John Kramer was born in Worcester, Western Cape, South Africa in 1946. At school he received tuition at the Hugo Naude Art Centre, Worcester and majored in painting at the Michaelis School of Fine Art at the University of Cape Town. In 1968 he won the Michaelis prize. He holds a diploma in Fine Art.
He began to record small town shops, corner cafes, bioscopes and general dealer stores with his camera in the early 1970s, fearing that they might soon disappear. The supermarket was coming to town. Television was about to make its presence felt. He wanted to hold onto the memory.
He realized that these ordinary buildings meshed with his idea of doing something essentially South African. This idea crystallized after his first overseas trip to Europe in 1974. On his return he suddenly realized how unique and extraordinary the local townscape was. Influenced by the photo-realism movement of the time, he began to use his photographs as a subject for his realist paintings.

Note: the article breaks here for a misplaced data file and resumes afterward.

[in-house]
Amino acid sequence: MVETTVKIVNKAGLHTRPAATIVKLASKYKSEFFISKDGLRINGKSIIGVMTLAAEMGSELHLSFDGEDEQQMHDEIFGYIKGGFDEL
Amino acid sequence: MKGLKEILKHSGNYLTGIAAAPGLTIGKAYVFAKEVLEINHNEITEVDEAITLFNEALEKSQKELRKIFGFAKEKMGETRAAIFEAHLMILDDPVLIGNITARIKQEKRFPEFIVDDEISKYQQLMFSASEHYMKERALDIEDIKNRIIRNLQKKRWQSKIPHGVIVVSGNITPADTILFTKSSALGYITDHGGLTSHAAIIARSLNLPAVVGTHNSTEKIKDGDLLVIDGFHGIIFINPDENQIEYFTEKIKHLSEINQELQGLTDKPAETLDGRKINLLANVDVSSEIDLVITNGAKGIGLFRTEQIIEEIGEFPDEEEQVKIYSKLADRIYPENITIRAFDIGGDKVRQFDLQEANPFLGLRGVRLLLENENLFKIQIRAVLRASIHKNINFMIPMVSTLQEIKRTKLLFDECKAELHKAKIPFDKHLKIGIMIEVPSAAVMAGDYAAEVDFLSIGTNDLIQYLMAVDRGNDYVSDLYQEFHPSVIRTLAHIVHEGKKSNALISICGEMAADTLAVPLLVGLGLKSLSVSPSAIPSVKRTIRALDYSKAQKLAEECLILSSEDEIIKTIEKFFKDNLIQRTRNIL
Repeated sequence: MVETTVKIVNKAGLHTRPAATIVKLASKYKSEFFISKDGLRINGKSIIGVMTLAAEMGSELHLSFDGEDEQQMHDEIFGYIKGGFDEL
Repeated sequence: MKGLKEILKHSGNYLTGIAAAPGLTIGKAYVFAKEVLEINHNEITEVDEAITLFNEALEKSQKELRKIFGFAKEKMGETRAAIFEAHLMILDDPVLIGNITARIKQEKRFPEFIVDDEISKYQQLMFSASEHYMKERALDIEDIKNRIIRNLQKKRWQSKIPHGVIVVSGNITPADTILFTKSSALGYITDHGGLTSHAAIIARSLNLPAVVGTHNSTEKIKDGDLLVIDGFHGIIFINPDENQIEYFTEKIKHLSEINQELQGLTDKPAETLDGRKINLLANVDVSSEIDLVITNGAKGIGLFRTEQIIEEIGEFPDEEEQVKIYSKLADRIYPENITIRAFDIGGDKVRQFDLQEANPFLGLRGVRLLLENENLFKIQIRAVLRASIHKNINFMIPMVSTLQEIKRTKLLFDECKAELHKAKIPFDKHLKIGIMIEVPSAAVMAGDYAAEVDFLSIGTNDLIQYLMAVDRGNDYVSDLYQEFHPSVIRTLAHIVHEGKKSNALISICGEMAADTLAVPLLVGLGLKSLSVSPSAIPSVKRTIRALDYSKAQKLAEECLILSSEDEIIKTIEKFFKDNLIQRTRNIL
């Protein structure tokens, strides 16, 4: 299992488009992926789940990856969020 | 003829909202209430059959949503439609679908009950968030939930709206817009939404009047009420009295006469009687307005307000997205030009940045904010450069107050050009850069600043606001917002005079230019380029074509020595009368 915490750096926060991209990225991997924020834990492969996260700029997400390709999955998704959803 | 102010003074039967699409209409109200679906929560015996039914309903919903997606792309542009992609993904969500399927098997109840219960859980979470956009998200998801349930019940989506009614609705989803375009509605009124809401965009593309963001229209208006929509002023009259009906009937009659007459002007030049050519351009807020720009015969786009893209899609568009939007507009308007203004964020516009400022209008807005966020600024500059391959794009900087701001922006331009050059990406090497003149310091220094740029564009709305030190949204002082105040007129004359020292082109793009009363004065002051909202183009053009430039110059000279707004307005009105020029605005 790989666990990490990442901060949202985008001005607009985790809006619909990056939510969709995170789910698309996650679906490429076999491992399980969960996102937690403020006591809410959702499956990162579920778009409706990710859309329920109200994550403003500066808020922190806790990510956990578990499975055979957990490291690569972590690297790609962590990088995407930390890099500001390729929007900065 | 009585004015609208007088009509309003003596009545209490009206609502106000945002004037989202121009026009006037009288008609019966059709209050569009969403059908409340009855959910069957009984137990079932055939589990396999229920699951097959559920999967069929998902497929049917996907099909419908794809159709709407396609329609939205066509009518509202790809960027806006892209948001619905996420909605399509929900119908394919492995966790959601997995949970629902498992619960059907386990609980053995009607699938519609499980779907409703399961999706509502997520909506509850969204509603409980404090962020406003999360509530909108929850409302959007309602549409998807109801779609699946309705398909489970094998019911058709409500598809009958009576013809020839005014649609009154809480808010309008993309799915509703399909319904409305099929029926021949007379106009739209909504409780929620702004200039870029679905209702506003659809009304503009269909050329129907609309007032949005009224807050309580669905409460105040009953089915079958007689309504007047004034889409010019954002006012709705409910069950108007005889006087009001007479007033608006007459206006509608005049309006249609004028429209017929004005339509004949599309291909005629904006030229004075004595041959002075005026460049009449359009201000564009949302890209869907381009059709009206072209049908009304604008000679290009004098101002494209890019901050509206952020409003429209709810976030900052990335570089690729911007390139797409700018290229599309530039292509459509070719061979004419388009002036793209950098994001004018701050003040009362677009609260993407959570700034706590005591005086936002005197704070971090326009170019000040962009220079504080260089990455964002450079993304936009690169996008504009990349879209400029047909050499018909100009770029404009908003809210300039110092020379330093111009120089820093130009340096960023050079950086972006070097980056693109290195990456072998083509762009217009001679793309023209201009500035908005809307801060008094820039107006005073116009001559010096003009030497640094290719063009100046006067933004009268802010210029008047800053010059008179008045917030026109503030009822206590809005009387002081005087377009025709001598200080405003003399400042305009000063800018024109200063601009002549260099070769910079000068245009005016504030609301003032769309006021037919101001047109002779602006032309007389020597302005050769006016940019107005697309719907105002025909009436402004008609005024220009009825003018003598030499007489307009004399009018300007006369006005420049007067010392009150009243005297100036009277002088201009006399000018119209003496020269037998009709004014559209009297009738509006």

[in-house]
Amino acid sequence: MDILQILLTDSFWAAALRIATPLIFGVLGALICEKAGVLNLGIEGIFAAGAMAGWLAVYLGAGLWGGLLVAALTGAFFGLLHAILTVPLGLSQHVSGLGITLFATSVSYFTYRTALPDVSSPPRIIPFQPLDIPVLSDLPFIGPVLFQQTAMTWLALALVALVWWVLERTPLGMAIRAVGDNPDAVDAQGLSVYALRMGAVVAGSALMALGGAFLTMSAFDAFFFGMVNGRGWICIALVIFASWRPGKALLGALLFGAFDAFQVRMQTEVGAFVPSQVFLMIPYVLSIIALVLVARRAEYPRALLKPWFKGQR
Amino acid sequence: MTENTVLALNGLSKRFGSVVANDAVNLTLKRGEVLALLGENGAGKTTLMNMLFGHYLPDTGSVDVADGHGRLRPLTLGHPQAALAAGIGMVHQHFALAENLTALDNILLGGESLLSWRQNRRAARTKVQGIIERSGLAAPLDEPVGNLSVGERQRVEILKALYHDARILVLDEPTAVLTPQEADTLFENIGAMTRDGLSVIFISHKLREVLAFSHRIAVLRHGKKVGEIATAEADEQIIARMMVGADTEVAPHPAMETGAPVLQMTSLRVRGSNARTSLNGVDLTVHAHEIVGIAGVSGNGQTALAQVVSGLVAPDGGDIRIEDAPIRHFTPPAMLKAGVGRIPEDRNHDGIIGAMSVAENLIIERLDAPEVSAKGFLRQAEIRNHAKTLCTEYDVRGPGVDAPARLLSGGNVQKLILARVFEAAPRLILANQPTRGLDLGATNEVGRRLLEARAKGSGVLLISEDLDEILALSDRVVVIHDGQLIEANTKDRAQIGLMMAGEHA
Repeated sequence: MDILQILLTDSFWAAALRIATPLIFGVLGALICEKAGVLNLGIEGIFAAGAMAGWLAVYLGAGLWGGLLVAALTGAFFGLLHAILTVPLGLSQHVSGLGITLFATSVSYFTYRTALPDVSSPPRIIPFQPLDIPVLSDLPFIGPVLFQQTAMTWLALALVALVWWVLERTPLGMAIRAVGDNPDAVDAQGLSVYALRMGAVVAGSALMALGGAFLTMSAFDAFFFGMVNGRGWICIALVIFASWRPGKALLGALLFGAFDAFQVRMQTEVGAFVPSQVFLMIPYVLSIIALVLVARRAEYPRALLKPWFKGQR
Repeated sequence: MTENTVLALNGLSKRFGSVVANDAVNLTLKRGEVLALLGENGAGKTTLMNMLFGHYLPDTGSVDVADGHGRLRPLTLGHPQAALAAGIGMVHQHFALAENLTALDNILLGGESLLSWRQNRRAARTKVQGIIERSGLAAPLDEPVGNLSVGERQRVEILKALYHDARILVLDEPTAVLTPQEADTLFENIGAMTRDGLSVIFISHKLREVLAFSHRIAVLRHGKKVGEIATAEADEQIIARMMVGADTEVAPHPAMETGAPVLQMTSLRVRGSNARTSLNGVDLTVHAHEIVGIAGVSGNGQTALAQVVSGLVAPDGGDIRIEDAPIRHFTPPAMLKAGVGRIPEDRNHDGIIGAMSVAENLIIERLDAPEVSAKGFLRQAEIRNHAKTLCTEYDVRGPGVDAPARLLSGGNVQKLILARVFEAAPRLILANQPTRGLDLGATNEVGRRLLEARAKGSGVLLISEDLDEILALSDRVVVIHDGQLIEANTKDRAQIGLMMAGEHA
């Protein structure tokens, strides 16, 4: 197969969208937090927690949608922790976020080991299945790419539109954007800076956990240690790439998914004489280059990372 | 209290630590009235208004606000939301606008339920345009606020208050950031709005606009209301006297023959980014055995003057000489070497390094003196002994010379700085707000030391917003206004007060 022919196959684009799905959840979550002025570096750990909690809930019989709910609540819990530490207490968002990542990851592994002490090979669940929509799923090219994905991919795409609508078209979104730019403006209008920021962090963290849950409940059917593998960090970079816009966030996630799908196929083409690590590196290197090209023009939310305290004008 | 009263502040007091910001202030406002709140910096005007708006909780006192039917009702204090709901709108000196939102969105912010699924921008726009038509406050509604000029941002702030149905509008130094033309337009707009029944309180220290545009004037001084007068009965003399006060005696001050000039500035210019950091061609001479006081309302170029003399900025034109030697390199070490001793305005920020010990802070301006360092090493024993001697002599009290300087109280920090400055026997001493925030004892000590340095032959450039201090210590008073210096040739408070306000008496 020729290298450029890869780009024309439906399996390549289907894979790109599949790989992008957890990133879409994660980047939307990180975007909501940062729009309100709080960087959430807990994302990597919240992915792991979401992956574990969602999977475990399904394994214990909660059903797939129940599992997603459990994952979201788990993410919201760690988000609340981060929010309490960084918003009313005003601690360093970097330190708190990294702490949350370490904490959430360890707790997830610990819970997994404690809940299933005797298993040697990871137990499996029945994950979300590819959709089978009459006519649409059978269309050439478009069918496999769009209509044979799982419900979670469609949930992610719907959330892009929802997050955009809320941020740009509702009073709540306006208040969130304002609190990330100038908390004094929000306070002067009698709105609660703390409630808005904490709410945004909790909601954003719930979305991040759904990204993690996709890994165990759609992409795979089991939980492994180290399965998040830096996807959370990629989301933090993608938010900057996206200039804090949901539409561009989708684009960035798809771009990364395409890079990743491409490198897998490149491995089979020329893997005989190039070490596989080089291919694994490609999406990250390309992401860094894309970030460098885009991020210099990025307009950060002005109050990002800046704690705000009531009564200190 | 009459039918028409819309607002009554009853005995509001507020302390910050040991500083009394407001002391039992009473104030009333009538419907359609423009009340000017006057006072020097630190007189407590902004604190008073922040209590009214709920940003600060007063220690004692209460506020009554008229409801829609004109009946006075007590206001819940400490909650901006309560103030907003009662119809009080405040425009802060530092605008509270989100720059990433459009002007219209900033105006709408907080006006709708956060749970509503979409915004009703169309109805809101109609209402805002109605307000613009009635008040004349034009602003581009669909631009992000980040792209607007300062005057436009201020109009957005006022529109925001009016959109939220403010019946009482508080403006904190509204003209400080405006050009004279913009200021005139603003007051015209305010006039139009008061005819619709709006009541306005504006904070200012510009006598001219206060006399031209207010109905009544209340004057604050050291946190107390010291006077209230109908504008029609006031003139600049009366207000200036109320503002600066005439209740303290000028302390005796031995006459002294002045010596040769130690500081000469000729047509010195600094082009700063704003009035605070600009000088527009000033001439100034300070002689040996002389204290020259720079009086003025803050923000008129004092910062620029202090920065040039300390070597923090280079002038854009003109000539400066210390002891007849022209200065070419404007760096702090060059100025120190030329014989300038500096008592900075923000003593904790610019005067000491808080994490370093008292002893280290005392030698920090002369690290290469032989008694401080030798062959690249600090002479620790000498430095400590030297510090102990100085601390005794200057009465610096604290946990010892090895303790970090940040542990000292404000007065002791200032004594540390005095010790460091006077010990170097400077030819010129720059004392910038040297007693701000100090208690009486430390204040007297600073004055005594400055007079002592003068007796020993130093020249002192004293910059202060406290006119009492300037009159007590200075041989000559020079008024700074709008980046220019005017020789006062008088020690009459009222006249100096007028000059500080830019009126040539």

Over a forty-year period he has visited many towns and dorps in search of new material to paint. By now many of the buildings have disappeared or been altered or replaced with branded stores.
Concentrating on light and shadow, tonal values, verticals and horizontals and by eliminating any presence of living beings from his paintings, he has created a body of works that is uniquely South African.
His work is represented in many private, corporate and public collections, including the Iziko: South African National Gallery, Durban Art Gallery and the Nelson Mandela Metropolitan Art Museum, Port Elizabeth .
He is married and has two sons. He lives in the Gardens, Cape Town